In today's world, we still tend to blame the victim. Truly, an addict usually has some responsibility, at least for breaking the addiction, because nobody else can do it.
Between Addiction and Dependence
In today's world, we still tend to blame the victim.
In today's world, we still tend to blame the victim. Truly, an addict usually has some responsibility, at least for breaking the addiction, because nobody else can do it. But often in the case of addictions to something other than physically addictive drugs, we act as if the addict is simply weak. And maybe that is true, but that is not a sin and it is certainly not a choice. Nobody wants to be weak. They just are.
But is it just weakness? Recent research studies say no. When the brain releases a chemical called dopamine, we feel good, really good. Drugs make the brain release a lot of dopamine, by releasing a chemical that causes that reaction. At first, the brain reacts quickly and with a lot of dopamine. But, as time goes on and we take more drugs, the brain does not react as quickly or strongly to the stimulant chemical. So we need more to make the brain release the same amount of dopamine.
If we stop the drugs, then the brain creates a chemical craving that can be even stronger when something reminds us of the drugs, like a place or certain people, even a smell. Without the drug and the dopamine from the brain, the addict gets depressed and nothing makes him or her happy at all. So the drugs create a chemical reaction that makes us feel good, then they promote tolerance of the drug that makes the brain react, creating dependence, causing craving, and eventually promoting relapse. The studies mapped the brain activity during all phases, and then they looked at reactions in other types of addiction.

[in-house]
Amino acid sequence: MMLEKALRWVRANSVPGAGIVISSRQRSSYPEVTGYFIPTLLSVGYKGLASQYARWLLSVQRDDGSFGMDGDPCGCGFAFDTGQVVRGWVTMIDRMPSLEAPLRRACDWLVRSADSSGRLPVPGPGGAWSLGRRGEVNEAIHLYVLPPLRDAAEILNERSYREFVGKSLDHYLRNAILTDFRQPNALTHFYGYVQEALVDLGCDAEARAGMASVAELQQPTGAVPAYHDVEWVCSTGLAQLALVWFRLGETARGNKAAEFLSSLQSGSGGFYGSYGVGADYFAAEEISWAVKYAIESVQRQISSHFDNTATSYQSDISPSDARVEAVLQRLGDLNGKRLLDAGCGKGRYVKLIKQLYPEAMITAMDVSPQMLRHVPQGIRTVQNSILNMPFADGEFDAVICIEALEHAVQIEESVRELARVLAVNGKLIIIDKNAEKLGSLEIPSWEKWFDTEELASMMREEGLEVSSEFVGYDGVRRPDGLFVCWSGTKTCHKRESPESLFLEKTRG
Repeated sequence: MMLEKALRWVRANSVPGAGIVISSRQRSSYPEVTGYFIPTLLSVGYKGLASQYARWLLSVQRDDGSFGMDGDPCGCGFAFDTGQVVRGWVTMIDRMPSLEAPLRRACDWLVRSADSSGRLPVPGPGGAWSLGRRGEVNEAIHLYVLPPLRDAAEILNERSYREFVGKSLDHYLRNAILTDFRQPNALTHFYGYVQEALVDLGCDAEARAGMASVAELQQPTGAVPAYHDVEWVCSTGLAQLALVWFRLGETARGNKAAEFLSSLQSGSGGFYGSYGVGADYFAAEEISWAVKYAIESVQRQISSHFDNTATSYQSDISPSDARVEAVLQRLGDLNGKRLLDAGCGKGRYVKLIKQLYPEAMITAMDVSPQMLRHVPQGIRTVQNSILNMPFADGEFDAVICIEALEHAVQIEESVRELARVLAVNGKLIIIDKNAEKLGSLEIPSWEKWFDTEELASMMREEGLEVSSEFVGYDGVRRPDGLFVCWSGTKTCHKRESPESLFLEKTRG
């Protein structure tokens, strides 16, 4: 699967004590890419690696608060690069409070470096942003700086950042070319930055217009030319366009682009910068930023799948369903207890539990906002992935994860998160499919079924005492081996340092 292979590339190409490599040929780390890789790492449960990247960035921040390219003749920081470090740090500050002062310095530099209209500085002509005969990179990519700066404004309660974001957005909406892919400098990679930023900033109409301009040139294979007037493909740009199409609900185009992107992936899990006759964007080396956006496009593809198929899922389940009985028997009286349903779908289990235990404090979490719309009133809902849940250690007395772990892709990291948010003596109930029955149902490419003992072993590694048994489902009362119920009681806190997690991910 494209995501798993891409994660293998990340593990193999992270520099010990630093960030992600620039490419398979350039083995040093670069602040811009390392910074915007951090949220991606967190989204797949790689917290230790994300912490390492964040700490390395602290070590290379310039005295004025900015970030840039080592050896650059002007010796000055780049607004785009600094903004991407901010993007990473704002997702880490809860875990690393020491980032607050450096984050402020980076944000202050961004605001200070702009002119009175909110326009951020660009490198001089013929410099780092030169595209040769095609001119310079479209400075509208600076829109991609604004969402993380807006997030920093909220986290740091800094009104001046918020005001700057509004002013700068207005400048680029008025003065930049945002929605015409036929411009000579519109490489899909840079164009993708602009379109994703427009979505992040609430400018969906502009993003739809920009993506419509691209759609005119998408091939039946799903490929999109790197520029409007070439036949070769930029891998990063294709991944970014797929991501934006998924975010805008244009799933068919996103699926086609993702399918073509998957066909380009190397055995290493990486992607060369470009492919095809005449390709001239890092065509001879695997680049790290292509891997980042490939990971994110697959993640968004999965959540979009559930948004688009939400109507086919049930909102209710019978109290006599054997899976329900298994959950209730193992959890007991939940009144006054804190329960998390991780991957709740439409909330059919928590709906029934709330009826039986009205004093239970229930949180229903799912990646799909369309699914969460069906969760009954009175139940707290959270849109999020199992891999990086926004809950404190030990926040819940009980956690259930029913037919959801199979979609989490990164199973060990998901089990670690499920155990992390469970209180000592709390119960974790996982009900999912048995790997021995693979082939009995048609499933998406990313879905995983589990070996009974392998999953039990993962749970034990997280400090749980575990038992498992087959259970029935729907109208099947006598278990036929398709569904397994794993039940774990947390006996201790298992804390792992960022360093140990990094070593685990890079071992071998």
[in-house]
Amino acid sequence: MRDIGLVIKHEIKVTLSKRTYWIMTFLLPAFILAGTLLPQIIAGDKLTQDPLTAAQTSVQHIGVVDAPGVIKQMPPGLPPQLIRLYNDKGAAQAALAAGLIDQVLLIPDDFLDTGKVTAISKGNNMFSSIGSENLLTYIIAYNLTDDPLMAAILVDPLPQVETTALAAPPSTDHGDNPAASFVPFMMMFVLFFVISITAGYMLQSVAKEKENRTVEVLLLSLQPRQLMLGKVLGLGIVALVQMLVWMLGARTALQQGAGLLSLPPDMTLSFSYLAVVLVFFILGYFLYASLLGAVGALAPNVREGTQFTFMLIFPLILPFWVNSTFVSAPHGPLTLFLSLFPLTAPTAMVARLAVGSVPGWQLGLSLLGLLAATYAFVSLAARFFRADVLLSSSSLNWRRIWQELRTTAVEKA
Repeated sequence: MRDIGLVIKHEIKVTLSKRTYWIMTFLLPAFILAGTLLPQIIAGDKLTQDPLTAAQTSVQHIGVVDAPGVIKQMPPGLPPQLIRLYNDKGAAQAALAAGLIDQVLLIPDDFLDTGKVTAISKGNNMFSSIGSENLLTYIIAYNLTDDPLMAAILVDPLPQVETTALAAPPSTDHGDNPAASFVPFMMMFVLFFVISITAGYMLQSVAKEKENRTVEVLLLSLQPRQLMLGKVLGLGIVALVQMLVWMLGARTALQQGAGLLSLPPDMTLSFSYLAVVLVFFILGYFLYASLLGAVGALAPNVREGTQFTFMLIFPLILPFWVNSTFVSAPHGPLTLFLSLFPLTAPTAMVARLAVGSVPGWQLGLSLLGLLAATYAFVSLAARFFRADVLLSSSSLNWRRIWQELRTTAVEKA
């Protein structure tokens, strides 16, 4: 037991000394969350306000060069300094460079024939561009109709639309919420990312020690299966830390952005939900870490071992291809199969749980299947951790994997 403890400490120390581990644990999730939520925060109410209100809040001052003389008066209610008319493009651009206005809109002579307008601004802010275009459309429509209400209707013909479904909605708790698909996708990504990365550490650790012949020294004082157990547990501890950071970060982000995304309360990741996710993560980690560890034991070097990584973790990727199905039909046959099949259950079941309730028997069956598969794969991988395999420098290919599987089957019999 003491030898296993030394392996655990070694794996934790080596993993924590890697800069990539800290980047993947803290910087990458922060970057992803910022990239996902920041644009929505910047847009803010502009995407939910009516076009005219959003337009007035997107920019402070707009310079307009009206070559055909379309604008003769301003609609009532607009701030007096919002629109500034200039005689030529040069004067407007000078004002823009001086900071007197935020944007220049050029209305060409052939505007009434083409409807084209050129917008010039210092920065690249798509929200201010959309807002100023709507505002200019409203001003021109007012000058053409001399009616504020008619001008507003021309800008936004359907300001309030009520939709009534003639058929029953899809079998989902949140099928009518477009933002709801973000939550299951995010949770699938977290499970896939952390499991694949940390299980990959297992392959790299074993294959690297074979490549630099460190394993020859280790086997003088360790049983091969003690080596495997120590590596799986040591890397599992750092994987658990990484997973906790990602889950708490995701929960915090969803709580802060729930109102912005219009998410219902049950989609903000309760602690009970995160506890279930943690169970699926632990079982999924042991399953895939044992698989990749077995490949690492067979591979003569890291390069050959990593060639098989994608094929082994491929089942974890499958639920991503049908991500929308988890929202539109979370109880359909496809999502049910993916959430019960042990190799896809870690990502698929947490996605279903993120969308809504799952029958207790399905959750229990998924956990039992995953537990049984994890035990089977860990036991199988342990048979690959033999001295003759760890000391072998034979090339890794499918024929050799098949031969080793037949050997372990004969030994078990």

Why Drug Abuse Is Rampant
In almost all over the countries across the world, drug trafficking issues are dealt with and are the most difficult case to resolve. Every year, ..... Whatever the dependency, the chemical changes in the brain were the same, and they can be very long lasting. So the compulsive gambler may get a very strong craving just seeing money. The chat room addict may react physically to the sight of a computer or even a picture of a computer. The same physical and chemical changes occur in the brain with any dependency, and the craving follows abstention. Further, the response of the brain and the release of dopamine gets stronger after abstention, and memories of past "highs" become powerful temptations to repeat the behavior.
So it seems that there is a physical component to any dependency. The only major difference may actually encourage non physically addictive dependencies, since the horrible physical withdrawal is not a consequence in the case of dependency, making it more attractive yet. The good news is that scientists are working on chemical aids to break this cycle, blockers which will prevent the chemical changes which promote addiction and other chemicals which will change the body's reaction to the stimulus.
It may not be a magic pill, but it can certainly help to strengthen the victim's ability to cope with the chemical component of dependence, and overcome the addiction. It seems that the brain knows little difference between the reaction from drugs and the reaction from other things. Its reaction is the same, just as it reacts the same to strong dreams and to waking reality.
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